• Little Niagra

    Chickasaw

    National Recreation Area Oklahoma

There are park alerts in effect.
show Alerts »
  • Fox Found at Chickasaw National Recreation Area Tested Positive for Rabies

    During the week of June 10, park rangers at Chickasaw National Recreation Area caught and euthanized a sick fox that subsequently tested for disease, and found to be infected with the rabies. More »

Your Safety

 
Play SafeStay Safe
The peaceful beauty at Chickasaw National Recreation Area can lure you into letting your guard down. There are many risks that you should be aware of. Using your common sense can usually keep you out of these situations.
 
Icon of the sun

Heat
In the summertime, temperatures here at Chickasaw can reach over 100º F. If you are recreating anywhere in the park, listen to your body. You need to drink water, replenish electrolytes, and stay cool. Sodas and alcohol only dehydrate you. Keep your skin protected with light–colored clothing, sunglasses, a hat, and sunscreen.

 
Icon of a snowflake

Weather
Oklahoma is a land of extreme weather with possibilities ranging from hypothermia in the winter to heat stoke in the summer. Tornadoes and severe thunderstorms are also possible. Know what type of weather is forecast and be prepared. Keep a watch on the skies and be ready to get off the lake. Check park bulletin boards for the locations of city storm shelters.

 
Icon of a rattlesnake

Snakes
In all national parks, wildlife is protected under law. This includes all 32 species of snakes found in this park. Of these 32 types, only 5 are poisonous and all are very beneficial. Be alert while recreating. If you see a snake, enjoy watching it from a distance. It is illegal to bother, touch, or try to kill them. Keeping away from snakes will help ensure your safety.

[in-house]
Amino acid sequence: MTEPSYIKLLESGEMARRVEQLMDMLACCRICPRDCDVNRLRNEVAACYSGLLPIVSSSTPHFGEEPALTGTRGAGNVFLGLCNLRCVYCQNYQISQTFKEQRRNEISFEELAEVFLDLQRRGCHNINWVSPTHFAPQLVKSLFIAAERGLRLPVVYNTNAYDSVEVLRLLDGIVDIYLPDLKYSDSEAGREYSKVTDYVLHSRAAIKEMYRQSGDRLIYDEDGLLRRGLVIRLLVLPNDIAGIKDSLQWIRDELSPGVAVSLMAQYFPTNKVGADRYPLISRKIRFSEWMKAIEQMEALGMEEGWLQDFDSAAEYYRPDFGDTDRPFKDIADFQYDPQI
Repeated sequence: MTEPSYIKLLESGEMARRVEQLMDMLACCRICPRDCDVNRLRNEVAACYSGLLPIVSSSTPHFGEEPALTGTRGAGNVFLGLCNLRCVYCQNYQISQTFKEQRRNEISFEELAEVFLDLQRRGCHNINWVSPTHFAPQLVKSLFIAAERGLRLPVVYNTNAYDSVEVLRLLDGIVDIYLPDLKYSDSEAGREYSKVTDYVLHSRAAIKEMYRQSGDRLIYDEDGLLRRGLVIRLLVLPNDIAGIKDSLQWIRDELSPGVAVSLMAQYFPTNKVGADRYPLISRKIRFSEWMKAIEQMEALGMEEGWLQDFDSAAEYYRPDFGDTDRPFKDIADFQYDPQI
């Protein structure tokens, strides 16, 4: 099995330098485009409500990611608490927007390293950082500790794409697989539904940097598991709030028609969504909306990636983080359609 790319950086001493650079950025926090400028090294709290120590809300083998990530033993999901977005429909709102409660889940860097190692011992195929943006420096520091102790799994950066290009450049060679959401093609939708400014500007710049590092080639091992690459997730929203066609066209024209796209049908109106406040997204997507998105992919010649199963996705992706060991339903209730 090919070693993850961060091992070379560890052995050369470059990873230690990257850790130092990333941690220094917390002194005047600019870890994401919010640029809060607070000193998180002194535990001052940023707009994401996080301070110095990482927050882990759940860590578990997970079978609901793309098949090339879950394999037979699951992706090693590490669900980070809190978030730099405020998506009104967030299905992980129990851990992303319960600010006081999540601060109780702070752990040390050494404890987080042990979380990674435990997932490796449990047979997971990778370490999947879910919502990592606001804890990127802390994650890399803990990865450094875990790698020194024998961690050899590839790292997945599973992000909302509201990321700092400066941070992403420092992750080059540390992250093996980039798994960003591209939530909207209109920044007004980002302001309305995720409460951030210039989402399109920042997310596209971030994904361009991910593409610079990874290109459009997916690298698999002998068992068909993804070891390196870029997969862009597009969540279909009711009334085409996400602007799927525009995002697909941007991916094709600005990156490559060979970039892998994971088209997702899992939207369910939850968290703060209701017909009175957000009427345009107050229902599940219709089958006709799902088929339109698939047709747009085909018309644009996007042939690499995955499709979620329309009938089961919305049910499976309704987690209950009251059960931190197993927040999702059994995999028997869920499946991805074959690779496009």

Icon of a deer

Wildlife
Enjoying the great outdoors includes the many insects and animals as a part of the experience. There are a number of bugs in this healthy ecosystem that can bite or sting you. This includes, but is not limited to: spiders, ticks, bees, scorpions, leeches and fire ants. Take precautions to avoid getting injured.

Keep your campsite clean. Take trash and food scraps to a trashcan. Do Not Feed the Animals. Not even once. It’s bad for them, they can hurt you, and it’s against the law. Don’t touch, don’t feed.

 
Icon of a diver

Jumping into water
The beautiful varied landscape here at Chickasaw is very tempting to climb and jump from, especially into our lakes and streams. Understand that this can cause serious injuries. Be smart, check the area, only jump feet first or not at all!

 
pictograph of a lifejacket

Water Safety
Our lakes do not have flat bottoms and have very irregular shorelines. When the water levels change, the underwater hazards also change. Always be alert of other boats on the lake, assume the other boats and personal watercraft can not see you, and steer clear. Drowning is the second leading cause of accidental death in children. Keep life jackets handy and make sure kids and non-swimmers are wearing them at all times.

 
Image of a can and bottle

Alcohol
Everyone knows that driving a vehicle under the influence of alcohol or drugs is dangerous, illegal and a good way to die or kill someone. The same goes for boating and swimming. Even if you aren’t driving a boat, drinking alcohol impairs your judgment, your reflexes and your ability to save yourself or others.

Did You Know?

The T2 Tanker SS Platt Park

Many of the nearly 500 T2 oil tankers built during World War II were named for National Parks. Among them was the SS Platt Park, named for Platt National Park [the present-day Platt Historic District in Chickasaw National Recreation Area]. More...